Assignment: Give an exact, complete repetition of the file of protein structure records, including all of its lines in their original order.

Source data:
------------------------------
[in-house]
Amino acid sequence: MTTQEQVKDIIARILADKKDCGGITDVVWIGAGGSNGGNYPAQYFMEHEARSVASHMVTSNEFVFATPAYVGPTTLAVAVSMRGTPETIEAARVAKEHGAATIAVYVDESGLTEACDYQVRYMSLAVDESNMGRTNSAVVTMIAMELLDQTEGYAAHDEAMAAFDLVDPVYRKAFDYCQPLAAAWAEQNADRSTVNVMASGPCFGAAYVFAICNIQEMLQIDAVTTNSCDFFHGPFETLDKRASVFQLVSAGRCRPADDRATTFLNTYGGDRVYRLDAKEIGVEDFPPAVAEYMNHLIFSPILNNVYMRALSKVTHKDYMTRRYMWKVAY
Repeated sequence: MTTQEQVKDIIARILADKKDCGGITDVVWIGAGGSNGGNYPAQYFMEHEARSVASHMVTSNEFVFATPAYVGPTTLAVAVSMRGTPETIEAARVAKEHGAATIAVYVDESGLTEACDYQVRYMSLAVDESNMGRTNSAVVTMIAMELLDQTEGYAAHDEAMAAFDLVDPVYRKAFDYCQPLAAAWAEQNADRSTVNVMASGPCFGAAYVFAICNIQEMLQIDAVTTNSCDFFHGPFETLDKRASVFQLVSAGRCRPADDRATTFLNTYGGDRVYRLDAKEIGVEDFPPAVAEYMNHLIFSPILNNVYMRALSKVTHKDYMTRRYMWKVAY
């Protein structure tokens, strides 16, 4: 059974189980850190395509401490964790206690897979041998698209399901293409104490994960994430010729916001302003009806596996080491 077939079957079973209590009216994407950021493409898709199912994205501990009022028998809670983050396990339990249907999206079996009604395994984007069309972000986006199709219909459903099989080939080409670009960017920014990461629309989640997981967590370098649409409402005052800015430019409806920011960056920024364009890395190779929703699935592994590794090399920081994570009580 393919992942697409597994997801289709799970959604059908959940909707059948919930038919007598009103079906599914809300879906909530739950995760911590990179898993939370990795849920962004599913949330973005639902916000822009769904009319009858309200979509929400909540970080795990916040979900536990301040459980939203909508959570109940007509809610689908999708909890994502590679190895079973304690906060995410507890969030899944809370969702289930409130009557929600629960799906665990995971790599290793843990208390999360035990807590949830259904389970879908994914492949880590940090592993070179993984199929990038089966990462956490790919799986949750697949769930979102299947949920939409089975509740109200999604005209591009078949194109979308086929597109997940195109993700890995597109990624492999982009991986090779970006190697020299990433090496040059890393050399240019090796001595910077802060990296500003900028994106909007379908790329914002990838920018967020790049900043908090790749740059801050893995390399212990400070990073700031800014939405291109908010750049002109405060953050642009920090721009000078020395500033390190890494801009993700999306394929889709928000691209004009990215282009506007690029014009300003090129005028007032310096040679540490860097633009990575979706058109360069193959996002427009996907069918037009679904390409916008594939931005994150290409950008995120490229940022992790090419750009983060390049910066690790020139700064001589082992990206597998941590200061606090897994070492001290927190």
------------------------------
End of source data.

[in-house]
Amino acid sequence: MTTQEQVKDIIARILADKKDCGGITDVVWIGAGGSNGGNYPAQYFMEHEARSVASHMVTSNEFVFATPAYVGPTTLAVAVSMRGTPETIEAARVAKEHGAATIAVYVDESGLTEACDYQVRYMSLAVDESNMGRTNSAVVTMIAMELLDQTEGYAAHDEAMAAFDLVDPVYRKAFDYCQPLAAAWAEQNADRSTVNVMASGPCFGAAYVFAICNIQEMLQIDAVTTNSCDFFHGPFETLDKRASVFQLVSAGRCRPADDRATTFLNTYGGDRVYRLDAKEIGVEDFPPAVAEYMNHLIFSPILNNVYMRALSKVTHKDYMTRRYMWKVAY
Repeated sequence: MTTQEQVKDIIARILADKKDCGGITDVVWIGAGGSNGGNYPAQYFMEHEARSVASHMVTSNEFVFATPAYVGPTTLAVAVSMRGTPETIEAARVAKEHGAATIAVYVDESGLTEACDYQVRYMSLAVDESNMGRTNSAVVTMIAMELLDQTEGYAAHDEAMAAFDLVDPVYRKAFDYCQPLAAAWAEQNADRSTVNVMASGPCFGAAYVFAICNIQEMLQIDAVTTNSCDFFHGPFETLDKRASVFQLVSAGRCRPADDRATTFLNTYGGDRVYRLDAKEIGVEDFPPAVAEYMNHLIFSPILNNVYMRALSKVTHKDYMTRRYMWKVAY
């Protein structure tokens, strides 16, 4: 059974189980850190395509401490964790206690897979041998698209399901293409104490994960994430010729916001302003009806596996080491 077939079957079973209590009216994407950021493409898709199912994205501990009022028998809670983050396990339990249907999206079996009604395994984007069309972000986006199709219909459903099989080939080409670009960017920014990461629309989640997981967590370098649409409402005052800015430019409806920011960056920024364009890395190779929703699935592994590794090399920081994570009580 393919992942697409597994997801289709799970959604059908959940909707059948919930038919007598009103079906599914809300879906909530739950995760911590990179898993939370990795849920962004599913949330973005639902916000822009769904009319009858309200979509929400909540970080795990916040979900536990301040459980939203909508959570109940007509809610689908999708909890994502590679190895079973304690906060995410507890969030899944809370969702289930409130009557929600629960799906665990995971790599290793843990208390999360035990807590949830259904389970879908994914492949880590940090592993070179993984199929990038089966990462956490790919799986949750697949769930979102299947949920939409089975509740109200999604005209591009078949194109979308086929597109997940195109993700890995597109990624492999982009991986090779970006190697020299990433090496040059890393050399240019090796001595910077802060990296500003900028994106909007379908790329914002990838920018967020790049900043908090790749740059801050893995390399212990400070990073700031800014939405291109908010750049002109405060953050642009920090721009000078020395500033390190890494801009993700999306394929889709928000691209004009990215282009506007690029014009300003090129005028007032310096040679540490860097633009990575979706058109360069193959996002427009996907069918037009679904390409916008594939931005994150290409950008995120490229940022992790090419750009983060390049910066690790020139700064001589082992990206597998941590200061606090897994070492001290927190």